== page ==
Gonzalo Ónega is a former soccer player who currently works as a coach at Club Deportivo Guadalajara. Beyond his sporting achievements, he is known for the interest that his press conferences usually arouse, especially when he talks about locker room management. In fact, a video in which Ónega expressed his opinion about the importance of having team players has just gone viral on social networks. He did it with these words: “I don’t like egos and individualities very much, since they end up weighing down the human quality of the group and diminishing collective performance.”
The Guadalajara coach knows that a soccer locker room, like any other type of organization, is built on the pillars of personal relationships. And he is right, as various studies show that the work environment is one of the factors most valued by workers, with support rates above 90%. Likewise, being surrounded by good colleagues also has positive effects on results, since it increases commitment and increases productivity, as is clear from research by the Gallup consulting firm.
90% of workers believe that the work environment is an important factor
And how does a good co-worker have to be? We can surely find the best answer exemplified by someone we have known throughout our professional career and who has ended up becoming an essential part of our growth. We can all put a different face on the ideal partner, although there are some shared characteristics that are worth highlighting.
The first is the one that Gonzalo Ónega reminded us of, and it has to do with the virtue of knowing how to link individual interests to collective ones, establishing a balance that avoids any action that threatens group well-being for the sake of individual success. They are team players, as valued by their peers as they are prized by their superiors.
The second common quality among good colleagues is that their relationship with others transcends the strictly professional facet to also delve into the most human part. When done honestly, establishing a holistic interaction with people allows values as relevant as empathy, understanding or solidarity to emerge. On this issue, a survey by the company MichaelPage ensures that 63% of Spanish employees maintain contact with their colleagues outside the workplace. In addition, 50% do not do so for work-related issues.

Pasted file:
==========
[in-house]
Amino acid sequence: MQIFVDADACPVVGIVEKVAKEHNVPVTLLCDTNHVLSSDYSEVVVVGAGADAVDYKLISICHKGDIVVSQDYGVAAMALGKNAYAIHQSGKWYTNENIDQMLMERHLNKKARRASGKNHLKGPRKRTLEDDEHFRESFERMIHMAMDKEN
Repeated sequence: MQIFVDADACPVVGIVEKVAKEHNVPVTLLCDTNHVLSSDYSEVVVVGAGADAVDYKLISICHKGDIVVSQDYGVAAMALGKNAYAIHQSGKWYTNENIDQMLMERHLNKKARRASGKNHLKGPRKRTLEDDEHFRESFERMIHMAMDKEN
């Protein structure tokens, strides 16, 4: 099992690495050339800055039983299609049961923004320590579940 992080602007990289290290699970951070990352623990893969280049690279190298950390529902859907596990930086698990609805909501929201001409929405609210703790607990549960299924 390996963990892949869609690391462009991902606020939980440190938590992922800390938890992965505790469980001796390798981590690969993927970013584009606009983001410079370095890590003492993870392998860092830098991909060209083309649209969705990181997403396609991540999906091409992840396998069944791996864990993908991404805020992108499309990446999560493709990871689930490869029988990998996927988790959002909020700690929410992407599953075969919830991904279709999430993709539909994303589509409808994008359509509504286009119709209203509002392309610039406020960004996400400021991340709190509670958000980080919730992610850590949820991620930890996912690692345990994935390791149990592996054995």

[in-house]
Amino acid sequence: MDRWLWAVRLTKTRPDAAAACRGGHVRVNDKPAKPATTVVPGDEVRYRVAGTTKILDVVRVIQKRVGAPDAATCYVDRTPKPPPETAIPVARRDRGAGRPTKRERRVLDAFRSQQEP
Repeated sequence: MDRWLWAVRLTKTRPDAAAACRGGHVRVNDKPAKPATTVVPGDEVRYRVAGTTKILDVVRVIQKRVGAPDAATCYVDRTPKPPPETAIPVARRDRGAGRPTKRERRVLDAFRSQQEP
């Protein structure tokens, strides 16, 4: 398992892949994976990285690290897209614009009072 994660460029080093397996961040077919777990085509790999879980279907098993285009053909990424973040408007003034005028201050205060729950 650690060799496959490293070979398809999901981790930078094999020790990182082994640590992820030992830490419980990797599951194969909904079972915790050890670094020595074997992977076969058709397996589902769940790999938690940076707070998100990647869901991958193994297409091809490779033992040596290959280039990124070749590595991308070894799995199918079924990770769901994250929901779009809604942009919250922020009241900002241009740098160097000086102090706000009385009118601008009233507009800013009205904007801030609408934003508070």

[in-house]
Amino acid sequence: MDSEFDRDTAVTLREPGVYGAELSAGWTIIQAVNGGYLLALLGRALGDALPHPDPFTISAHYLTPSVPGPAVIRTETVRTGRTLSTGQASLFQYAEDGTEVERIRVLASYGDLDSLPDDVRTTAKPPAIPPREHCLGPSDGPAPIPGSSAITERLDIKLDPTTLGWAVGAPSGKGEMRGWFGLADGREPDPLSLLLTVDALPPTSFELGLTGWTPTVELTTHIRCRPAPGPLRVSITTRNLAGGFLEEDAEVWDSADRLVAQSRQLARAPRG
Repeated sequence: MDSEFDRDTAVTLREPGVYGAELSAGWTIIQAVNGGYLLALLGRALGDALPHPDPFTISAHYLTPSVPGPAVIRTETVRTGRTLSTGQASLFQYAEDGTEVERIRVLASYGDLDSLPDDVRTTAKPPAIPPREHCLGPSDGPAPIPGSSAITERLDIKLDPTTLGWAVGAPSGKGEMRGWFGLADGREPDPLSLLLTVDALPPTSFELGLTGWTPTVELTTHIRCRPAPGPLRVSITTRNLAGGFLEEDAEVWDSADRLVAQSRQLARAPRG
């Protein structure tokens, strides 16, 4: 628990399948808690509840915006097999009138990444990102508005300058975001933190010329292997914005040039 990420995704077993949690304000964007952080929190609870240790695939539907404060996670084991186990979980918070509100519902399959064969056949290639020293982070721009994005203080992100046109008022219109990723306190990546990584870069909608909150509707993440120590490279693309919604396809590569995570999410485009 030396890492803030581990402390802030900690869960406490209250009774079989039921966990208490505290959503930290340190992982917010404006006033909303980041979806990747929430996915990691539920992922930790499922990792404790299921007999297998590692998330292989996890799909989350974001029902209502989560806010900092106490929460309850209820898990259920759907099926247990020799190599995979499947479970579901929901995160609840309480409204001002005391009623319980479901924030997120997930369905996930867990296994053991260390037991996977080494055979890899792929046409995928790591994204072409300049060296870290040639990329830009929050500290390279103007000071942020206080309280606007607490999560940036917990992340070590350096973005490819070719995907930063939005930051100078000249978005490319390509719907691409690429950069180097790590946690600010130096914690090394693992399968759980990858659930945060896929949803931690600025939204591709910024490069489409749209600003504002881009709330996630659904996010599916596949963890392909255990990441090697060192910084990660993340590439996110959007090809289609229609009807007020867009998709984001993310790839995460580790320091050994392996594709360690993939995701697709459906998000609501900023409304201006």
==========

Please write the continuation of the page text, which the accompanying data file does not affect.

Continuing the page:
Another competence for good professional companionship is generosity, in the broad sense of the term. And there are two types of people: those who only pity you in sorrow and those who are also (sincerely) happy about your triumphs. It is better to stay with the latter, since they are the truly generous ones, stripped of insecurities and envy, without fear of sharing information and knowledge, always ready to have a coffee when the other needs it most.
And if we had to cite a fourth characteristic, we could highlight the positive mental attitude. Because the good companion is the one who makes us smile every morning, the one who gives us an optimistic vision and knows how to focus on the half full of the bottle. In short, the one who encourages us to keep adding because he infects us with the philosophy described by the writer Tony Robins: “Great professionals dedicate 5% of the time to the problem and 95% to the solution.”
The other side of the coin
Just as a good colleague can have a very positive impact on professional development, coming across toxic colleagues can also be decisive in hindering promising futures. According to Professor Tessa Wes, we need to avoid seven categories of workers: the comparator, the opportunist, the selfish, the freelancer, the micromanager, the negligent, and the liar.